Wednesday, August 31

Artist as Communicator

A Watercolor  of Mine on Twitter
I got to thinking about why art:

a) speaks to (most of) us

b) is found in all civilizations

c) evokes a response

d) is important to us

e) all of the above

It’s because art is a form of communication. Although it’s not specifically called out on Maslow’s Heirarchy chart, it should be right up there with social needs and esteem, in my humble opinion.

Communication at its most basic is nothing more than information sent from a sender and received by a receiver.

An artist (the sender) renders an image in 2D or 3D that the viewer (the receiver) sees. What could be simpler than that?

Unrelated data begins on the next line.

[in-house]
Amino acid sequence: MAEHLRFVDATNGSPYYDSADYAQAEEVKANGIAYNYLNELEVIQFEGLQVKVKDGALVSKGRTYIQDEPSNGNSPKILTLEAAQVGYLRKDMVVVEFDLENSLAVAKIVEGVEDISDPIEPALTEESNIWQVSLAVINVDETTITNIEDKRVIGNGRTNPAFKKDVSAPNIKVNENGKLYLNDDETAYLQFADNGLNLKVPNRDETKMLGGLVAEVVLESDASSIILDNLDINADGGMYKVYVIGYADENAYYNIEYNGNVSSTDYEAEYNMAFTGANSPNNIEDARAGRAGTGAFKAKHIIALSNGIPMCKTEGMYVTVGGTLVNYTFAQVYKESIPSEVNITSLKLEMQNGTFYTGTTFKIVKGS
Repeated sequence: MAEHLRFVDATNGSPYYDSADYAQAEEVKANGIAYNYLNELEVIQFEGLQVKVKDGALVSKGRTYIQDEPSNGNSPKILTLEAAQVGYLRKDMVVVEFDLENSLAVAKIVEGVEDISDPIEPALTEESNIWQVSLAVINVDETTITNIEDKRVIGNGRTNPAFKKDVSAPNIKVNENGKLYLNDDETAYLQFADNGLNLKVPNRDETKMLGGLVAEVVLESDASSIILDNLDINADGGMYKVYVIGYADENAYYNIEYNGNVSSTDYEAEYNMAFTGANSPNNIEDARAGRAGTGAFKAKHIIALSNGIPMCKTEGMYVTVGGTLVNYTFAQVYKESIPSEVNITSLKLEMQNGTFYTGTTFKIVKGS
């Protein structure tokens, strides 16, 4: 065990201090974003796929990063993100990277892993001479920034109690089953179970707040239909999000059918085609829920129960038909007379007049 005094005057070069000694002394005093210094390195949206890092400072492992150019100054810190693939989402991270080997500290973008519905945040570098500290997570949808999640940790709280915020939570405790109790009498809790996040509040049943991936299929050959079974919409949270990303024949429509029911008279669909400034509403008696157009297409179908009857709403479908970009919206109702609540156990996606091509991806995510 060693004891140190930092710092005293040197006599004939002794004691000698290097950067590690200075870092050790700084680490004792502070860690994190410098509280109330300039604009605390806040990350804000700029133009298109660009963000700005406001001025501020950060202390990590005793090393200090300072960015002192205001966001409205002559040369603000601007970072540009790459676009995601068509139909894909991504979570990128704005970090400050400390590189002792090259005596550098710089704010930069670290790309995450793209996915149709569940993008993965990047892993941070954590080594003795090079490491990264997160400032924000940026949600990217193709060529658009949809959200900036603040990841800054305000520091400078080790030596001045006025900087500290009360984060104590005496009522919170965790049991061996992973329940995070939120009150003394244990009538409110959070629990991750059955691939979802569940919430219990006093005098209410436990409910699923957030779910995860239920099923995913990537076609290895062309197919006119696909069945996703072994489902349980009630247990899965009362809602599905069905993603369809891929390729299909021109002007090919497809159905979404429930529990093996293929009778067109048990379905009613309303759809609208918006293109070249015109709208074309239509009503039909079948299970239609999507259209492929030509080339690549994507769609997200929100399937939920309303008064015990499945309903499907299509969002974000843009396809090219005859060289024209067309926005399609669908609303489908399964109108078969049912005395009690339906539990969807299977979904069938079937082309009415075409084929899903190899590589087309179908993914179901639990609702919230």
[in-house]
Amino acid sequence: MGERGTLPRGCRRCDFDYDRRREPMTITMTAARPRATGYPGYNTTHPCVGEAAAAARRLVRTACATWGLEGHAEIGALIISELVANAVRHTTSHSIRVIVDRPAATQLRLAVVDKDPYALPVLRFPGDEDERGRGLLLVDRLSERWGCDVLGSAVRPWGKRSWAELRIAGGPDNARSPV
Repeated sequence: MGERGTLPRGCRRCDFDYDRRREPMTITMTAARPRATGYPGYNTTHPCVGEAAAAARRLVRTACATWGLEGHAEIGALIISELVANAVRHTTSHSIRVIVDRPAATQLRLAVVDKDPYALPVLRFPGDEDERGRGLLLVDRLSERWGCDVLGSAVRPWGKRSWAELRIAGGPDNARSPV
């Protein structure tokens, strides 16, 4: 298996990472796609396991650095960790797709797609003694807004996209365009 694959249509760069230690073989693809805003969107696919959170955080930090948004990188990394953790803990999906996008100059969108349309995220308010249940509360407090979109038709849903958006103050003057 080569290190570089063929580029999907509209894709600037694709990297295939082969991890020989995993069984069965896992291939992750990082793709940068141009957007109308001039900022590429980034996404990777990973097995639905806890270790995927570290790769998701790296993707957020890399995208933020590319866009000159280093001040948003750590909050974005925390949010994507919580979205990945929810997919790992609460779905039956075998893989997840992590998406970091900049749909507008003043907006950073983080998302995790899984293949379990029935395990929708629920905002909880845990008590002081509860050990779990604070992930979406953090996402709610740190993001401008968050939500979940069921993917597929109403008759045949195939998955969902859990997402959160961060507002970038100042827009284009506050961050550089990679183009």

By that definition, art is a form of communication—visual communication. Nothing in communication theory limits what the information may or may not be (or contain). Therefore art, in all its forms, can be included as communication along with Gutenberg’s bible, a tweet from Twitter, or a simple hello or good-bye between friends.

I suppose most artists don’t think of themselves as communicators, at least not primarily. Primarily they see themselves as artists first.   

But they are communicators. And art (in all its forms) does two things, if nothing else. It makes us feel something, and that, in turn, makes us human. And those, in my book, are the most important ways an artist communicates.

Yes, we can communicate without art, but why limit it?

Happy Painting!

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